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Is the consumption of supplemental products such as protein, creatine, and/or l-carnitine beneficial for the development of muscle and loss of fat? What evidence exists to support that, and does being a beginner effect this in any way?

Alternatively, is it better to simply eat right (focusing on natural foods) as opposed to utilizing supplements?

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First of all, it is always best to first have a healthy diet before taking any supplements. There is no scientific evidence for fat burning supplements, so I should not use those anyway. The best fat burner is creating muscle mass, which will help you increase your metabolism.

Increasing your muscle mass will help with a high protein intake, but also here above the 1.5 gram per kilo body weight is only feeding your toilet. There are various articles on the internet and a normal person, doing normal sports, gets enough protein when taking 0.8 gram per kilo body weight. A normal diet should suffice to get this amount of protein. First when you have a training regime where you train more than 3 times per week 1.5 hours, you might need supplements for training. Then it is best to consult a trainer or take dietary advice. Again, more than 1.5 gram per kilo body weight will not help you any further.

Creatine is a different thing. It helps your muscles to hold more ATP and therefore boosts short term performance. IT also increases the water hold by your muscles and therefore make them bigger and you heavier. Scientific studies have found no side effects and it is pretty safe to take. As a beginner this might help you in muscle growth, since you will be able to do more and that increased training will grow your muscles.

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To respond to your question directly, yes, it is always preferable to eat well before considering dietary supplements. And this is especially true of beginners, since it establishes the norms by which we train throughout our careers thereafter.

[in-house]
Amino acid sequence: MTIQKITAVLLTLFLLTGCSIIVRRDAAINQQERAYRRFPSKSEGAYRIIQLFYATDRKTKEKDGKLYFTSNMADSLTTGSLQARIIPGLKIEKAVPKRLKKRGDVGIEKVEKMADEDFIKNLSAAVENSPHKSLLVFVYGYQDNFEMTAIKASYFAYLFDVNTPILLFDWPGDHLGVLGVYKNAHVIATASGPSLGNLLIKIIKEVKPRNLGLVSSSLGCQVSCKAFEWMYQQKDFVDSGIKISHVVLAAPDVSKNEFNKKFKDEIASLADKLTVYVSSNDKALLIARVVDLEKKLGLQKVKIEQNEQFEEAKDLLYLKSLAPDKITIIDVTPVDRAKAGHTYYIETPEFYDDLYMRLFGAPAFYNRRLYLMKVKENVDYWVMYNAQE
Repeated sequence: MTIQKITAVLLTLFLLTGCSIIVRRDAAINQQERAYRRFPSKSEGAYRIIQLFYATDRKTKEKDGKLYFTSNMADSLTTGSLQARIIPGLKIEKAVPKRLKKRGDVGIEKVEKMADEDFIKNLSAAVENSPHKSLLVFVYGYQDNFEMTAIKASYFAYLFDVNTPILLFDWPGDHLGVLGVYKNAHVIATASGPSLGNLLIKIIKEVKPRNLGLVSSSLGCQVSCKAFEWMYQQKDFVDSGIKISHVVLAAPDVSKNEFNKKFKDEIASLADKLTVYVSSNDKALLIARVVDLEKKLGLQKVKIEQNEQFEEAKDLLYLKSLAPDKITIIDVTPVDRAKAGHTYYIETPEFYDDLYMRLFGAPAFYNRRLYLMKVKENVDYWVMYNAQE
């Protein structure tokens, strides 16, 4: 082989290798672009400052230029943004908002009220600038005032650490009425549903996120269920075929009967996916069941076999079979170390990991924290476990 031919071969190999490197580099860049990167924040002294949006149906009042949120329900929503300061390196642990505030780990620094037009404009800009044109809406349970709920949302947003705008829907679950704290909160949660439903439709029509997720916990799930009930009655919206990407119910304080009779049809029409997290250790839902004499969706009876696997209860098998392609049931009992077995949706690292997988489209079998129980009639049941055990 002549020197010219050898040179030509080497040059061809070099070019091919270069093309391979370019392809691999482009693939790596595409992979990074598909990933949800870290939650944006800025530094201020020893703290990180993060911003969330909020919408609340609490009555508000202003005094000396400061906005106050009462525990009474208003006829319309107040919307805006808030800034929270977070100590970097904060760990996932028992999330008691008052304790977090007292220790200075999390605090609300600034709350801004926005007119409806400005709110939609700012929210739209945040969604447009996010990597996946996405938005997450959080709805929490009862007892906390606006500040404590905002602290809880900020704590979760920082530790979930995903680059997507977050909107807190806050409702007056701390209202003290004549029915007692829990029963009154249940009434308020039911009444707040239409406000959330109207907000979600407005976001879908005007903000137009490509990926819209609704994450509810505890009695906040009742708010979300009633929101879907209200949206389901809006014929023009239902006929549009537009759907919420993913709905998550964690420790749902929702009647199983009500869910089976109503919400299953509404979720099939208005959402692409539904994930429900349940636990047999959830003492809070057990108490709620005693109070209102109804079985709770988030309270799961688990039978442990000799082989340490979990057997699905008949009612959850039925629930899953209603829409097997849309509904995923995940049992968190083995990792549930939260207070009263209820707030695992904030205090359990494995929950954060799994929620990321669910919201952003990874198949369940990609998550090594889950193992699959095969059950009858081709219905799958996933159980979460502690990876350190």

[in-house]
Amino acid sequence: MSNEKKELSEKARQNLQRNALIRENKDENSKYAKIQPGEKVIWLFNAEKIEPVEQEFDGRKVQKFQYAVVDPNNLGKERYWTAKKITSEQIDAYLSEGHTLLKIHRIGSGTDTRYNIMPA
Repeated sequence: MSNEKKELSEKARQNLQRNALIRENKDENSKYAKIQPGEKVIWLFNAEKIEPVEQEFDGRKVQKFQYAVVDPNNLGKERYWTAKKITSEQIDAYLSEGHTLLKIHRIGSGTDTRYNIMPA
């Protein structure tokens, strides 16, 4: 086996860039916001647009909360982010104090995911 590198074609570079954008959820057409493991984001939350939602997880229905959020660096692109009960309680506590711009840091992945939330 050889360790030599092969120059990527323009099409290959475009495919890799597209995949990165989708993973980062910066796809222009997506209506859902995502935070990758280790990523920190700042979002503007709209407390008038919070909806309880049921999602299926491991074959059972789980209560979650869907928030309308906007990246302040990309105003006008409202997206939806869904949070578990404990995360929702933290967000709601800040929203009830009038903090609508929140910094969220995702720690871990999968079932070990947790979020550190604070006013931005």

The Australian Institute of Sport and its state equivalents institute a ‘no supplement’ policy for all of their under-18 athletes for this very reason. Although these athletes are elite, the importance of managing a good diet is placed above any supposed advantages that supplementation may afford. And, it should be noted, they have an impressive performance record both domestically and internationally.

The justification is simple: there is no evidence that supplementation is necessary for optimum recovery—indeed, the nutrient requirements of amateur and elite athletes, alike, are easily attained through a varied diet. A typical Western diet, for example, provides twice the amount of protein recommended for the normal population, or the maximum that can be utilised by elite strength and power athletes. And that is just the average diet! Supplementation, whilst conveniently providing the macronutrients, by its very nature—since its nutrients are refined and isolated—it does not provide all of the other nutrients essential to good health. Thus a reliance on supplements tends to encourage poorer overall nutrition.